Chapter10

Chapter10 - Vorticity and Viscosity We have seen that there...

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Vorticity and Viscosity Vorticity and Viscosity z We have seen that there is direct connection between vorticity and the force that develops on an object moving through a fluid z In this chapter, we will prove that there is no physical mechanism for developing vorticity in an inviscid fluid for most practical applications Helmholtz’s Theorem d’Alembert’s Paradox z We will see how viscosity provides a mechanism for developing vorticity Navier-Stokes Equation Boundary Layers, Separation z We will discuss lift and drag on common objects
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The Vortex Force The Vortex Force - - 1 1 z To understand the connection between vorticity and the force on an object moving through a fluid, recall that we can write Euler’s Equation as z The term proportional to u × ω acts like a Coriolis acceleration…moving it to the right-hand side… z As indicated, we call this the vortex force ω = vorticity = ρ ( u ) u
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The Vortex Force The Vortex Force - - 2 2 z For example, in a 2-D flow the vorticity has only a z component z So, the vortex force acts normal to the direction of flow z Because of the vortex force, powerful aerodynamic forces develop at 90 o to the direction of motion when A propeller spins An airplane’s wing moves A tacking sailboat’s sail advances into the wind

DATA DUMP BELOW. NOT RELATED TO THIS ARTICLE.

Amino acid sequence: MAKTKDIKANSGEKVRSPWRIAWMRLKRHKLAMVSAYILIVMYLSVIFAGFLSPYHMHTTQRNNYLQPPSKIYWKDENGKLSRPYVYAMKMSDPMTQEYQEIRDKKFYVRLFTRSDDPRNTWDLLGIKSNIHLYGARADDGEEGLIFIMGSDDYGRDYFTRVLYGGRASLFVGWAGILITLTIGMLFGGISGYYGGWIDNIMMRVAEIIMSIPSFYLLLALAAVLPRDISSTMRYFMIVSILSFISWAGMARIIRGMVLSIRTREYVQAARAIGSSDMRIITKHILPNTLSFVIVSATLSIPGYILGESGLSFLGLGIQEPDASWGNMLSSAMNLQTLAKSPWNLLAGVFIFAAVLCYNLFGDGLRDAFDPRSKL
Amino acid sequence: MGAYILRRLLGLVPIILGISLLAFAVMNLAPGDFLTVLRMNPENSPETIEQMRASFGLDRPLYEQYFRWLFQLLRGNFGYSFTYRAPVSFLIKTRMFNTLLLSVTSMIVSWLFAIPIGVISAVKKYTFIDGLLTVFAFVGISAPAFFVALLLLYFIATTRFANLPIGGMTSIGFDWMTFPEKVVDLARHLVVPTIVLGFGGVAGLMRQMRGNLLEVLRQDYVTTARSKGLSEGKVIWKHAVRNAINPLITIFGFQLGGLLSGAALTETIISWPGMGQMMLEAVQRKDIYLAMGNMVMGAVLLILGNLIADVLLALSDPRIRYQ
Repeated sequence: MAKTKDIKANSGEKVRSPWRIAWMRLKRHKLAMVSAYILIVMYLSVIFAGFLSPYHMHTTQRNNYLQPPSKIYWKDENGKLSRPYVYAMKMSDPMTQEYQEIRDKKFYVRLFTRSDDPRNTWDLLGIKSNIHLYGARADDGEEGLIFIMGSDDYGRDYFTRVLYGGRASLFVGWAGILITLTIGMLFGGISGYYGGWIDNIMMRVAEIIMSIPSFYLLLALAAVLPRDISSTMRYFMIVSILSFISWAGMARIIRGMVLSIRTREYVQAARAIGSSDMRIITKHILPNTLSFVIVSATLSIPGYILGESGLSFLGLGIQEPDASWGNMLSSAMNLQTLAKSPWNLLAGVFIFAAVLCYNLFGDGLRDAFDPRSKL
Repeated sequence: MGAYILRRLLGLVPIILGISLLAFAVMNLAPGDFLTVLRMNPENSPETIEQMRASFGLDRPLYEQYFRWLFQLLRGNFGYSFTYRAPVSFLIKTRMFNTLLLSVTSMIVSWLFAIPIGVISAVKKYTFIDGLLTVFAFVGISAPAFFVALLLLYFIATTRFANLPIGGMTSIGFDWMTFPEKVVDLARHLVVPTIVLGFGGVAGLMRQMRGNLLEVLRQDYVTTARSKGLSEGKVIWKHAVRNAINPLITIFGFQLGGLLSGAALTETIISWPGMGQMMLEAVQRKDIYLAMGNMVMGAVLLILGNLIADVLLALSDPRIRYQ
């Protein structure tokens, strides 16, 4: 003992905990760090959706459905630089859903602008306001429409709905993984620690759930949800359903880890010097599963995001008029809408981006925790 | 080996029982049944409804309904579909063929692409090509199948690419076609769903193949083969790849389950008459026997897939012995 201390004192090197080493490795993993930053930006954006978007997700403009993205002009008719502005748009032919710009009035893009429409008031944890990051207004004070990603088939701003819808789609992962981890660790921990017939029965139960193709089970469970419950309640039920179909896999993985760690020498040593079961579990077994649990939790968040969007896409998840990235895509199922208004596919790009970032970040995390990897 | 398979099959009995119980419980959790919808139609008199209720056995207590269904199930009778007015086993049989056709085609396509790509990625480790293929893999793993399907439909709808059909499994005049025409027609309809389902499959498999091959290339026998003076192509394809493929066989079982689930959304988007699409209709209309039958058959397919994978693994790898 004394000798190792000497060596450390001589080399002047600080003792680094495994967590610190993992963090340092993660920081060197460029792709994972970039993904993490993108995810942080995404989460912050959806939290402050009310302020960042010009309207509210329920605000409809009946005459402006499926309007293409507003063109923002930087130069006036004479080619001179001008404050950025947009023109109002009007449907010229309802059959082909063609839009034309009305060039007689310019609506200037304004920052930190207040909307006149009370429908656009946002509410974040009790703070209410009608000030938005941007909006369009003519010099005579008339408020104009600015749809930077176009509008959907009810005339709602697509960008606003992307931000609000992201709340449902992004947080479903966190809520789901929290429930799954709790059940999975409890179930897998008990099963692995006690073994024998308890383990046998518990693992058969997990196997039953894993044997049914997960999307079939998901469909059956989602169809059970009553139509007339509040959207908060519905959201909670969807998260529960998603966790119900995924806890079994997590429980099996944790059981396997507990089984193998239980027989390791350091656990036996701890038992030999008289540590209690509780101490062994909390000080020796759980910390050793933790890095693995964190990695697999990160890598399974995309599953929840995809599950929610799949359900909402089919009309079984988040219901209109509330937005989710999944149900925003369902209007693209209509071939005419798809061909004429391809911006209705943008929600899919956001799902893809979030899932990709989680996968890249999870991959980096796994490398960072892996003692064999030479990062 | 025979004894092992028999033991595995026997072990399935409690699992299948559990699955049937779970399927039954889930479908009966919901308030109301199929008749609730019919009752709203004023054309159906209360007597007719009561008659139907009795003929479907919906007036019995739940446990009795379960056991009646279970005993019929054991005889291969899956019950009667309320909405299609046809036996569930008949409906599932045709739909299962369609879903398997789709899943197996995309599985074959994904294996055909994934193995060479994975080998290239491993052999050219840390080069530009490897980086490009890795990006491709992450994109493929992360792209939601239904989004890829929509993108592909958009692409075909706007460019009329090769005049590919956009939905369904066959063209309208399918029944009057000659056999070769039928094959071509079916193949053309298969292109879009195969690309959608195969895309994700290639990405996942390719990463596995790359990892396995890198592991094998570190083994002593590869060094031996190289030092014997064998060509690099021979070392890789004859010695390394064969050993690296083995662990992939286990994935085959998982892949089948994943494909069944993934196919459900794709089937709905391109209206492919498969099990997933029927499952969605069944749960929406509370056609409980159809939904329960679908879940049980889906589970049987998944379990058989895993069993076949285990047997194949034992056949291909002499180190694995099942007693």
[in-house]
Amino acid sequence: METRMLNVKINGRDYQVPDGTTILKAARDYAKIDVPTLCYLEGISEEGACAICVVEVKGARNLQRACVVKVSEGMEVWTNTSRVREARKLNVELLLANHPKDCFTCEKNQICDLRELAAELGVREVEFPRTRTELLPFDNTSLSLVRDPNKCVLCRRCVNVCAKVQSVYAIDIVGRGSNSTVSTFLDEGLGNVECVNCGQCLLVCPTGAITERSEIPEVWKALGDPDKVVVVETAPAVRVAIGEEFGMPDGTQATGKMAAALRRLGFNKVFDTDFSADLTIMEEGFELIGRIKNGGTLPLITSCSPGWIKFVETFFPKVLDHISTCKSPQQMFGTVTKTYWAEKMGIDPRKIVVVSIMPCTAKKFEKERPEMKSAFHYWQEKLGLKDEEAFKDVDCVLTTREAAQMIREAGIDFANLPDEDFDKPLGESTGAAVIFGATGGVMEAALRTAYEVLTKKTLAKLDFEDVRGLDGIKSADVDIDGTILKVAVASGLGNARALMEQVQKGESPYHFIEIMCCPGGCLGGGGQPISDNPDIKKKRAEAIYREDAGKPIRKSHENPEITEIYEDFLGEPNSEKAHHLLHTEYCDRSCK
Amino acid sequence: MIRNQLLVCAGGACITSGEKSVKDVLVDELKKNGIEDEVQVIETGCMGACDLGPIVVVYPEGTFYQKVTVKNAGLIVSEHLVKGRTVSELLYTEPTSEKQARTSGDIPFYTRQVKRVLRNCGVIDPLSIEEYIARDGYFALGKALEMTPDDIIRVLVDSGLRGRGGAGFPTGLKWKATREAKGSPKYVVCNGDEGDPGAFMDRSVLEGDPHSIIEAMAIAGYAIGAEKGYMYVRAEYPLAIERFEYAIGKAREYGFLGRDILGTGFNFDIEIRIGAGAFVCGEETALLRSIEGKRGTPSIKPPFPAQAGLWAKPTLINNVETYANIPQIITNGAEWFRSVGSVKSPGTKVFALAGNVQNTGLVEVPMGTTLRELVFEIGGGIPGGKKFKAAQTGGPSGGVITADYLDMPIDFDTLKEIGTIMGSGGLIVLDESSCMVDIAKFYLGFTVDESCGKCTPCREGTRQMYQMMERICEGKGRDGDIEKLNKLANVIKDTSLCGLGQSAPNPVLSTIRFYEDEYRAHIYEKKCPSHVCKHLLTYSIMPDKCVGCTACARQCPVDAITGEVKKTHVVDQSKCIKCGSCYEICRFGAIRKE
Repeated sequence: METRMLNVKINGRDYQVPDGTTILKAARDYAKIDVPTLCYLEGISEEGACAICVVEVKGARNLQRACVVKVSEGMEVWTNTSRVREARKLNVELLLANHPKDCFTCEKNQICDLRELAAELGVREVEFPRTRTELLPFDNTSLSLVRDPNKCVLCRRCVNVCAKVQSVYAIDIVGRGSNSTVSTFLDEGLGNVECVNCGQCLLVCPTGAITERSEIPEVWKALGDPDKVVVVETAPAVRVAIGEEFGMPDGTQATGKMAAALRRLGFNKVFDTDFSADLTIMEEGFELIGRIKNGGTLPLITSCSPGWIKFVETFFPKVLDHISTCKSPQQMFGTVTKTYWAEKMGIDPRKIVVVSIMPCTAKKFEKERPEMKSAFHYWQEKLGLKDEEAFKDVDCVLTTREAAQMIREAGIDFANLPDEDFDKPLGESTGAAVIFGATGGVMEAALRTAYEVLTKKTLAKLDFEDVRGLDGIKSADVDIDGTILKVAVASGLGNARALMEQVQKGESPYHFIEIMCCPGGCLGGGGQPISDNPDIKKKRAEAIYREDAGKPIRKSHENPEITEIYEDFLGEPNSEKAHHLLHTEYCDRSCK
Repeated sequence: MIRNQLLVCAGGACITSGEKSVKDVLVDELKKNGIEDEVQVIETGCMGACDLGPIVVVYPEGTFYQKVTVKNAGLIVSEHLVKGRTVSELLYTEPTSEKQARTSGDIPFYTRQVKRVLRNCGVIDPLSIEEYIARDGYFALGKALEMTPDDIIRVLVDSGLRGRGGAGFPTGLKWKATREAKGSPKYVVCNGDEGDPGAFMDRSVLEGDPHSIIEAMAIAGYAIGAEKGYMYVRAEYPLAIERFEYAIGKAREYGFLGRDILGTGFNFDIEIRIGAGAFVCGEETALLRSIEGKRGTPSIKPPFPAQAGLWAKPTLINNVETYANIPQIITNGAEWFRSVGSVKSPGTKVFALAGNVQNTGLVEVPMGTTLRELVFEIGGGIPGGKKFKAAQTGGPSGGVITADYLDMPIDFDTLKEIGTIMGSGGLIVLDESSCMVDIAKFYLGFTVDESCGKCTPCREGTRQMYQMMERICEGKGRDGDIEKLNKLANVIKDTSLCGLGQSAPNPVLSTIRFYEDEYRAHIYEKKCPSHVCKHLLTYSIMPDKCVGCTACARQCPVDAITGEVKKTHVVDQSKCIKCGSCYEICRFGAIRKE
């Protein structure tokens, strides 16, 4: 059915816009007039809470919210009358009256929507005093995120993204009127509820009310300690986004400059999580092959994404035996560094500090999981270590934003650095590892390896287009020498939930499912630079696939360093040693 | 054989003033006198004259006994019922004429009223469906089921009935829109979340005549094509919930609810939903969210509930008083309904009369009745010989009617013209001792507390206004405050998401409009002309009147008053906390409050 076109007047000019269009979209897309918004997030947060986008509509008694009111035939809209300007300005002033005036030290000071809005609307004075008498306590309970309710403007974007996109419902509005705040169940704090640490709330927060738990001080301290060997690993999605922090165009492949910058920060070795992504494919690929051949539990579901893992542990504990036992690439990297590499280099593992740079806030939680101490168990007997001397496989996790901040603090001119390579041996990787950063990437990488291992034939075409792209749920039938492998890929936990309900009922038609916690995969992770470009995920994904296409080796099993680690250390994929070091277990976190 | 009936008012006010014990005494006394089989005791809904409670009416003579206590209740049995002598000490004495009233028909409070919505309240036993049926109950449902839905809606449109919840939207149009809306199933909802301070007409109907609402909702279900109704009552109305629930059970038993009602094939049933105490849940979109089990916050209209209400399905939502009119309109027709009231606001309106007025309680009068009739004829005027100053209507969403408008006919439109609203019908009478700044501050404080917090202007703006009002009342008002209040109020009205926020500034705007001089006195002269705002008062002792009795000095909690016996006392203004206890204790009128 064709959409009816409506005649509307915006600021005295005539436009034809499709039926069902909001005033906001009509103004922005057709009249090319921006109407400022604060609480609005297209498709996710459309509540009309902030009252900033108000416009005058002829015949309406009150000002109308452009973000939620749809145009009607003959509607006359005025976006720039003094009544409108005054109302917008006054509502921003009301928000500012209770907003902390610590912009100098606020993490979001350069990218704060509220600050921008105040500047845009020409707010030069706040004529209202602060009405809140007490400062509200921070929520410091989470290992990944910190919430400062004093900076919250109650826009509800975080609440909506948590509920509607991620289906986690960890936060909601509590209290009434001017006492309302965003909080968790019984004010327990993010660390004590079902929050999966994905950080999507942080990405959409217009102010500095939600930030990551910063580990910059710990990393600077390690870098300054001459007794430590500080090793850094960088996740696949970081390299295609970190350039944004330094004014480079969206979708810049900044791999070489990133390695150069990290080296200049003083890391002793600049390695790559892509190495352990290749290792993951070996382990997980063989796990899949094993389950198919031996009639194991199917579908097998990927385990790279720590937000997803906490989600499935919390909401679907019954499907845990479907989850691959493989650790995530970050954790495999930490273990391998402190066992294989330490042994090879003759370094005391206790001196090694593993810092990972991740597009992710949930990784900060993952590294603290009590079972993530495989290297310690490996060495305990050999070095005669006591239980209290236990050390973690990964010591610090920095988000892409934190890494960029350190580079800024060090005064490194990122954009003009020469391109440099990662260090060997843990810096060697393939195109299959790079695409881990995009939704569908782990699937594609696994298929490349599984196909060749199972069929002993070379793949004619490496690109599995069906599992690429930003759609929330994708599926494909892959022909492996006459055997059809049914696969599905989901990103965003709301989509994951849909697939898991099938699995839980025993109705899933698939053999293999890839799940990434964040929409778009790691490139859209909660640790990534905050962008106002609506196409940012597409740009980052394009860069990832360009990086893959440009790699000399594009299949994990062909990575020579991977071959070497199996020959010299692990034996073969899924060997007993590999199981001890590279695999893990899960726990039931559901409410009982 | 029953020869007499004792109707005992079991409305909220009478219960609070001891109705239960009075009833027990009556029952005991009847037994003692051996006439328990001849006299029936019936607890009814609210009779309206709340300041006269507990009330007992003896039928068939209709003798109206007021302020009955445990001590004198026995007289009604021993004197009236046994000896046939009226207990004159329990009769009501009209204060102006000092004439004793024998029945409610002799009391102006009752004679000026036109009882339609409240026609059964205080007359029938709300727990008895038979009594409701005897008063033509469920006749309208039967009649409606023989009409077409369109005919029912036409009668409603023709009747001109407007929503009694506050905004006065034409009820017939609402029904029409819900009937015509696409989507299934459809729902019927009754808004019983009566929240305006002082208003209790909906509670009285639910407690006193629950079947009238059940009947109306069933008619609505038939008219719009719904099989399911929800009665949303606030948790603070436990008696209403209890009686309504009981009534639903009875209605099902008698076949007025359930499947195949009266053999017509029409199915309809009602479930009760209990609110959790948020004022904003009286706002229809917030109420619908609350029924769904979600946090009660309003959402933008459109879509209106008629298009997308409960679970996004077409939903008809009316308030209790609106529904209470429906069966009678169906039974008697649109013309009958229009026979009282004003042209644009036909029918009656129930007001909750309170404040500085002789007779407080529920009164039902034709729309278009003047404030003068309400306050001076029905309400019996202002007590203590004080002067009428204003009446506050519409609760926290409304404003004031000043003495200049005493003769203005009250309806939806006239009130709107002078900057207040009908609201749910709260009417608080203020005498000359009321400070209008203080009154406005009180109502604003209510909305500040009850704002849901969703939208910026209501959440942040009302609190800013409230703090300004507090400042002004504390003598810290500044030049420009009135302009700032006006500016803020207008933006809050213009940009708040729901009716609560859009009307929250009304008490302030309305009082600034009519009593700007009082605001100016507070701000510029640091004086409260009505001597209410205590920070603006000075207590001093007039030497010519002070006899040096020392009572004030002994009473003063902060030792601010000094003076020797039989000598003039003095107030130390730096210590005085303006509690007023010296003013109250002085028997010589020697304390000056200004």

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Helmholtz’s Theorem Helmholtz’s Theorem - - 1 1 z Since vorticity is essential for developing forces in a fluid flow, it would be helpful to determine the conditions needed to create vorticity z Helmholtz’s Theorem was a major stumbling block in developing theoretical fluid mechanics z This means that when a flow starts from rest, for example, there is no physical mechanism for developing vorticity in an unbounded, inviscid, incompressible fluid acted on by gravity (e.g., the atmosphere) “If a fluid particle moving in an unbounded frictionless, incompressible fluid under conservative body forces has zero vorticity initially, it always has zero vorticity”
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Helmholtz’s Theorem Helmholtz’s Theorem - - 2 2 z Proof: Recall that, for incompressible flow with a conservative body force, Euler’s Equation is z We can derive a differential equation for vorticity by taking the curl of this equation z Making use of several vector identities (see text) such as ∇×∇ p = 0 for any scalar p , we find that z In words, the rate of change of vorticity following a fluid particle equals the “vortex-stretching” process = d ω /dt Vortex stretching
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This note was uploaded on 10/12/2009 for the course AME 309 at USC.

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Chapter10 - Vorticity and Viscosity We have seen that there...

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